Zero balancing

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Template:Short description Template:Infobox alternative intervention Template:Alternative medicine sidebar Zero balancing is a type of manual therapy devised by American osteopathic doctor Frederick "Fritz" Smith in the 1970s. Drawing from principles of osteopathy, Chinese medicine and Structural Integration, Smith proposed that the energy field within the human body could be affected by manual manipulations, so bringing health benefits. The practice teaches that currents of energy are stored within the human skeleton, and that these affect both physical and mental wellbeing.

According to an article in Science-Based Medicine, zero balancing is pseudoscientific.[1] Article writer and lawyer Jann Bellamy places zero balancing among many vitalism-based practices that exist within the "cornucopia of quackery" of massage therapy. Bellamy writes that in the United States of America the public are inadequately protected from such practices because of the lack of independent oversight; instead regulation is carried out within a "closed loop" system by massage-focused organizations.[1] Edzard Ernst wrote in 2018 that zero balancing did not appear to have evidence published for its efficacy.[2]


According to Frederick Smith, the founder of zero balancing,[3]

Zero balancing teaches that the deepest currents of energy are in bone, that memory can be held in tissue, that energy fields in the body underlie mind, body and emotions, and that imbalances in the field precede pathology.

The Zero Balancing Health Association say that zero balancing "uses skilled touch to address the relationship between energy and structures of the body".[1]

The client stays fully clothed for the duration of the session in zero balancing. It includes techniques such as gentle lifting, pressing, rotating, and stretching of different body parts, with particular attention paid to the bone.[4]


Fritz Smith, founder of zero balancing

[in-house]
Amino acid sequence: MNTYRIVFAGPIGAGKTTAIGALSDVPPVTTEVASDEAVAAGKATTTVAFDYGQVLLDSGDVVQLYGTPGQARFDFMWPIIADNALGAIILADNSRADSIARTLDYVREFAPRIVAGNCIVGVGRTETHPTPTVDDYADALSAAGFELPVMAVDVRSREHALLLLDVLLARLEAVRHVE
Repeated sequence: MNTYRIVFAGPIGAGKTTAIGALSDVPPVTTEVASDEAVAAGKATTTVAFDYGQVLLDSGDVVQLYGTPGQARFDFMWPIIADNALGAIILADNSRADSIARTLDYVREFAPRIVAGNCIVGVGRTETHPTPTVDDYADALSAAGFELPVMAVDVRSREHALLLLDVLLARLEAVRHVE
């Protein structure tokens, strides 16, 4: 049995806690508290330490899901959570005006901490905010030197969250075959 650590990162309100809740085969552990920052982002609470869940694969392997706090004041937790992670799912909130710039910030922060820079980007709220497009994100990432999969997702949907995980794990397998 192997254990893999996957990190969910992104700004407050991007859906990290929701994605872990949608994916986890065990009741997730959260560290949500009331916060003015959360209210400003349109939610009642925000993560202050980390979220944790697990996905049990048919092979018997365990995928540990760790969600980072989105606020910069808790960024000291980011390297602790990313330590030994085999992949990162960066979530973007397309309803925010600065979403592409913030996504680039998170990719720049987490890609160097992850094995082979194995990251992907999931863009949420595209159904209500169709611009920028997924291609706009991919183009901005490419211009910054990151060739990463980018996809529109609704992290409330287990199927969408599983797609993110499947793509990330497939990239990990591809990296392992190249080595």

Frederick Smith created zero balancing in the early 1970s, after studying acupuncture and being inspired by eastern philosophies.[4][5] Smith also had a background in other alternative therapies, including meditation, taoism, and yoga. His aim in creating the therapy was to "integrate the differing truths of eastern and western models of healing".[4][5]


File:Fulcrum into skeletal balancing tutorial.JPG
Tutorial image showing common element with zero balancing's work on the bones of the feet

According to founder Frederick Smith in a As of 2009 interview, there are more than 500 practitioners internationally, and another 500 in training, with most in England or the United States.[6] Practitioners are trained in its use as an adjunct skill, though it is also practiced as a self standing therapy.[4]

See also[edit]


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  1. 1.0 1.1 1.2 Bellamy J (17 September 2015). "Massage Therapy rubs me the wrong way" [archive]. Science-Based Medicine.<templatestyles src="Module:Citation/CS1/styles.css"></templatestyles>
  2. "Zero balancing … zero evidence" [archive]. 3 May 2018. Retrieved 28 July 2022.<templatestyles src="Module:Citation/CS1/styles.css"></templatestyles>
  3. Fritz Frederick Smith quoted at "About Zero Balancing" [archive]. Zero Balancing Health Association. Archived from the original [archive] on 8 October 2016. Retrieved 18 July 2016.<templatestyles src="Module:Citation/CS1/styles.css"></templatestyles>
  4. 4.0 4.1 4.2 4.3 Geggus, Pam (2004). "Introduction to the concepts of Zero Balancing". Journal of Bodywork and Movement Therapies. 8: 58. doi:10.1016/S1360-8592(03)00066-4 [archive].<templatestyles src="Module:Citation/CS1/styles.css"></templatestyles>
  5. 5.0 5.1 Denner, Sallie Stoltz (November 2009). "The Science of Energy Therapies and Contemplative Practice: A Conceptual Review and the Application of Zero Balancing" [archive]. Holistic Nursing Practice. 23 (6): 315–334. doi:10.1097/HNP.0b013e3181bf3784 [archive]. ISSN 0887-9311 [archive].<templatestyles src="Module:Citation/CS1/styles.css"></templatestyles>
  6. Lauterstein, David (May–June 2009). "Reflections, a conversation with Fritz Smith on Zero Balancing" [archive] (PDF). Massage and Bodywork. p. 77.<templatestyles src="Module:Citation/CS1/styles.css"></templatestyles>

Further reading[edit]

External links[edit]